MadSci Network: Physics

Re: What happens durring half lifes when there is only one atom left?

Date: Sun Mar 16 11:57:31 2003
Posted By: Sidney Chivers, Math and physics tutor
Area of science: Physics
ID: 1047516509.Ph

The half-life for decay of a sample of radioactive material is described, 
even in college textbooks, as being the time it takes half the 
radioactive atoms in a sample to decay.  See for instance  .  That 
definition does not apply to the decay of small numbers of atoms.  For 
instance, if a sample contains 10 atoms with a half-life of 1 minute, it 
is not certain that precisely 5 atoms will remain after a minute passes.  
Why not?

There is a probability that a radioactive atom will decay.  If you chose 
that atom's half-life as your unit of time, the probability of decay 
could be represented as 0.5 decays per half-life.  If you had 10 such 
atoms, however, and counted them again after one half-life had passed, 
the number of decayed atoms could be represented by any number from 10 to 
0.  Why?

Your question, though, was about 1 atom.  If you could really monitor a 
single specific atom, however, it might never be observed to decay.  To 
clarify these comments, try the following experiment intended to 
illustrate radioactive decay properties of a single atom.

Take a single coin and flip it.  The probability the coin will land with 
its 'head' side showing is equal to the probability the coin will land 
with its 'tail' showing.  The probability that something, heads or tails, 
will happen when you flip the coin is 1.0.  Since there are only two 
equal probabilities, the probability of heads is 0.5 and the probability 
of tails is 0.5.  You can simulate the decay of a single radioactive atom 
by assuming each coin flip represents the passage of one half-life.  Let 
heads represent no decay and tails represent decay.

Where probabilities are concerned, the outcome of your first coin flip 
would not be very helpful.  If you stopped after the first flip, you 
might conclude that a single atom will decay in a time less than a half-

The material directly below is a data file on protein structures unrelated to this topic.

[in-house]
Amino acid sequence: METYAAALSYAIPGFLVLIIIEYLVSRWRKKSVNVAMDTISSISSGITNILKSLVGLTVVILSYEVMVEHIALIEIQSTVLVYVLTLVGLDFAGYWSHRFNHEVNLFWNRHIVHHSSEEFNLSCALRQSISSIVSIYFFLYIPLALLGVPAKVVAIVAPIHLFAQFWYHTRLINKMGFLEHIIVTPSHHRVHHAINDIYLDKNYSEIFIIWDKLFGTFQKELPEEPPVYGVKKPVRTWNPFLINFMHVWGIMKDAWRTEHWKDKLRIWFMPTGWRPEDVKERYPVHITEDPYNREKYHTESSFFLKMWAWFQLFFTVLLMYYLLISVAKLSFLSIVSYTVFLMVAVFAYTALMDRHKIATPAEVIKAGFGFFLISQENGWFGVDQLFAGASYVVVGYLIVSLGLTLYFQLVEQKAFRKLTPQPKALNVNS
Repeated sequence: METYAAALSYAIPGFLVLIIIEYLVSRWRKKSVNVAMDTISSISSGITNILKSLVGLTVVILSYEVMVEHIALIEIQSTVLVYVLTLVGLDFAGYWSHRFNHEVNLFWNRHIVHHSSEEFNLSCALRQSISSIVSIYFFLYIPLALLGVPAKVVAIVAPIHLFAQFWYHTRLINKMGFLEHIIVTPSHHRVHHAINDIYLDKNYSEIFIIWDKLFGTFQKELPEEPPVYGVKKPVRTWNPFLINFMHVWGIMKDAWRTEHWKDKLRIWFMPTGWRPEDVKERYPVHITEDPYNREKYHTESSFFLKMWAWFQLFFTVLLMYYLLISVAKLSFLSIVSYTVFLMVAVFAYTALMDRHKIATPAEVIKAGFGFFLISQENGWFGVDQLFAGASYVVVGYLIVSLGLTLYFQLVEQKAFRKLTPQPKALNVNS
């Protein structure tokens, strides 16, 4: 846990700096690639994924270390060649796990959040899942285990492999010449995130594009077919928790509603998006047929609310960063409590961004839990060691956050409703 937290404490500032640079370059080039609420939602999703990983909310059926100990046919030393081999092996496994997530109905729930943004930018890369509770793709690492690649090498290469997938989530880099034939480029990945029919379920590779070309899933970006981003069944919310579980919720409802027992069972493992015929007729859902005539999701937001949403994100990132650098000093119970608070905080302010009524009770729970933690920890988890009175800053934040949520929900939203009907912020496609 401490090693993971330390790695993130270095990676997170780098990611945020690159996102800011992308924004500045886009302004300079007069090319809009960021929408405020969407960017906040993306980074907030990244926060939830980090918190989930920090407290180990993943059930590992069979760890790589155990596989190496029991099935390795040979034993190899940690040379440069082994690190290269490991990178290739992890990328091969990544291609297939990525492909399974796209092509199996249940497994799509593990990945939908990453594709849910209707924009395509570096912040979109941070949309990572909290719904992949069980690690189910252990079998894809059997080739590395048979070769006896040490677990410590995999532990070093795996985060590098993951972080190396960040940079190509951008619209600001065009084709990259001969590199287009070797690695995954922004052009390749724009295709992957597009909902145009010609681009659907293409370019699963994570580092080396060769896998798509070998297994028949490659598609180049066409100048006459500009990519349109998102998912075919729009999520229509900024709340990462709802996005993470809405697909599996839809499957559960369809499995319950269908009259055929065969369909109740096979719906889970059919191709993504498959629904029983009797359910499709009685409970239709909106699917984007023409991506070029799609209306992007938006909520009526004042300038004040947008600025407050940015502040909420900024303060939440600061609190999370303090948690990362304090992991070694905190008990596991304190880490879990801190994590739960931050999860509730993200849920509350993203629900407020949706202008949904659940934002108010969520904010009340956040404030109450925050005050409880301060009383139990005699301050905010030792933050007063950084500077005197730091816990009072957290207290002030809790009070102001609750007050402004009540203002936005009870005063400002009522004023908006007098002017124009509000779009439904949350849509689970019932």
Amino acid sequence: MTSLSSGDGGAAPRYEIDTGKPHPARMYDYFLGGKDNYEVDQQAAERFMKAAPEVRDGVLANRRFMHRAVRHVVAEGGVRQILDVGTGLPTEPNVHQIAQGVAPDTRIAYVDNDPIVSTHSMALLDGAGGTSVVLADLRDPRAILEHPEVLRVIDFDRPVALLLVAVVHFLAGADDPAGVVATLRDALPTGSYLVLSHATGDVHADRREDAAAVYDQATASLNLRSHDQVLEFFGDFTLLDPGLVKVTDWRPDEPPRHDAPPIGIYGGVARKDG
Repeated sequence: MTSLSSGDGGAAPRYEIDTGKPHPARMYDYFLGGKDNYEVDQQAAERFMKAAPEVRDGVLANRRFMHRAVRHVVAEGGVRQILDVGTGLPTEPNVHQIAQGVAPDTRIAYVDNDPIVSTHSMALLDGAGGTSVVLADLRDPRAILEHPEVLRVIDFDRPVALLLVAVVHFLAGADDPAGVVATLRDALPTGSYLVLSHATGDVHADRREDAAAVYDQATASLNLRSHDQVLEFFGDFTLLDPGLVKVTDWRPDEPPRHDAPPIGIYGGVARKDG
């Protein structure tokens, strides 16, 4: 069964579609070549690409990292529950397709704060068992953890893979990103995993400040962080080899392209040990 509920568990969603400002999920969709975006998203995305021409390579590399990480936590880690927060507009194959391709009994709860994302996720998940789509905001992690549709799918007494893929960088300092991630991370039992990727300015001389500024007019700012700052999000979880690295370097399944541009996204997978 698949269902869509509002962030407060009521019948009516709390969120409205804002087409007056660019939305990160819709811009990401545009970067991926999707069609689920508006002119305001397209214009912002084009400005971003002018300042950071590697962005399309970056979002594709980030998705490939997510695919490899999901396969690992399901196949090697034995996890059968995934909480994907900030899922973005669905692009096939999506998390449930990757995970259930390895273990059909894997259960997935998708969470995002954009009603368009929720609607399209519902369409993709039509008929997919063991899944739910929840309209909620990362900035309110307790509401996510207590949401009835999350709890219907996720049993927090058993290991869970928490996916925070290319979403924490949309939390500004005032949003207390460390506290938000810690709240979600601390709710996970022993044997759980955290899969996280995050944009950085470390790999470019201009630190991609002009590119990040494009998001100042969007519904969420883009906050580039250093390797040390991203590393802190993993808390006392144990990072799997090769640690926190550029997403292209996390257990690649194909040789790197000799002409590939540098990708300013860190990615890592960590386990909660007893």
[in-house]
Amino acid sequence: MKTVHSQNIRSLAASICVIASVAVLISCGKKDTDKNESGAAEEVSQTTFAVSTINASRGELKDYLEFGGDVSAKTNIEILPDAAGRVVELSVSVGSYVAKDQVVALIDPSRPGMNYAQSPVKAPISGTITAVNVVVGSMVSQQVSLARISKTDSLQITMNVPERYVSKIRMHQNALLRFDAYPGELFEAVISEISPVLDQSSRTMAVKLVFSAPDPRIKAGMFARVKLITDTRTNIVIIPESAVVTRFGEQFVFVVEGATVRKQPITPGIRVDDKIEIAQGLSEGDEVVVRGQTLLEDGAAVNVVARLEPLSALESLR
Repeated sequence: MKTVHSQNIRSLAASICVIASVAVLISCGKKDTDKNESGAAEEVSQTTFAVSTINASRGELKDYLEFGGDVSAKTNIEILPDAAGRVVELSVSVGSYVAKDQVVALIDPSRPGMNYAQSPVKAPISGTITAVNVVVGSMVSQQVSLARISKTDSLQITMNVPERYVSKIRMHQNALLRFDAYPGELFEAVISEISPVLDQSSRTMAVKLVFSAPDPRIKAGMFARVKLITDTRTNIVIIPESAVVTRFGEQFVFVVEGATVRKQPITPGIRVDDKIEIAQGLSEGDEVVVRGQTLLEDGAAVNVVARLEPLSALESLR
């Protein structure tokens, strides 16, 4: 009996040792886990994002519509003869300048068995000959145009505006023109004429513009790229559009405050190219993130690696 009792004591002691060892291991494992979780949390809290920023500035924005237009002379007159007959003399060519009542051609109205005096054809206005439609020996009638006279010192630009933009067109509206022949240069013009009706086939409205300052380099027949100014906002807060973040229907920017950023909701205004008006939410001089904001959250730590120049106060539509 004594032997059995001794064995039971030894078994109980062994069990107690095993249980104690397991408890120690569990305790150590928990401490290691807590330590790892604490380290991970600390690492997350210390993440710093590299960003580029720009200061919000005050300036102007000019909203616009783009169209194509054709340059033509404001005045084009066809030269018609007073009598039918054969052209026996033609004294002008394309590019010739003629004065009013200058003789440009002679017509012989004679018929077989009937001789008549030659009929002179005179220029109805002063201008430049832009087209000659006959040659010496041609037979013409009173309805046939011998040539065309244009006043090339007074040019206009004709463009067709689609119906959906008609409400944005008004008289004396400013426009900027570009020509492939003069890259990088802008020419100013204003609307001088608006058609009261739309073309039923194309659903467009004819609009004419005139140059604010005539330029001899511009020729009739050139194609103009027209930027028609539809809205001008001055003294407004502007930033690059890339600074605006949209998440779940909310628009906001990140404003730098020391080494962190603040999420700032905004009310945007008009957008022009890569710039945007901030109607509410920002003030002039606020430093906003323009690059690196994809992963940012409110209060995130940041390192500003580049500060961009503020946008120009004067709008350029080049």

life, as the probability of a decay (tails) is 0.5.  To address this 
difficulty, set up a series of bins labelled something like 'Decayed 
after 1 flip', 'Decayed after 2 flips', etc.  You could accomplish the 
same result by setting up a two column table with one column labelled 
Number of Flips and the second column labelled Decays.  Now, you flip 
your coin until the first occurrence of tails and place the coin in the 
appropriate bin or make a tick mark in the appropriate row of your 
table.  Try doing the experiment 10 times, depict your results on a 
Decays vs Number of Half-lifes graph.  Clear your bins or start a new 
table and do the flip-to-decay sequence 100 times, then depict the result 
on the same graph.  Examine your graph.  If the difference between a 
small number of atoms and a large number of atoms is still not evident, 
and you have the time, try again doing the flip-to-decay sequence 1000 
times.  What should be evident in the graph is the definition of half-
life better represents the decay of samples with larger numbers of 
atoms.  You'll also note that some coins took a larger number of flips to 
decay, maybe you'd even have one or more decays occurring after more than 
10 flips.  There's more of interest in such a graph, but that would 
further complicate this answer.

To summarize, radioactive decay of an atom is statistical rather than 
deterministic, you cannot state precisely when an atom will decay.  If 
there are a large number of atoms in a sample, however, the half-life can 
be used to effect a very accurate estimate of the amount of radioactivity 
that remains after a given time.

Additional references that may be helpful in understanding radioactive 
half-life would be any textbook on nuclear engineering.  Familiarity with 
the first several chapters of a statistics and probability textbook would 
also help.

Thanks for your question.


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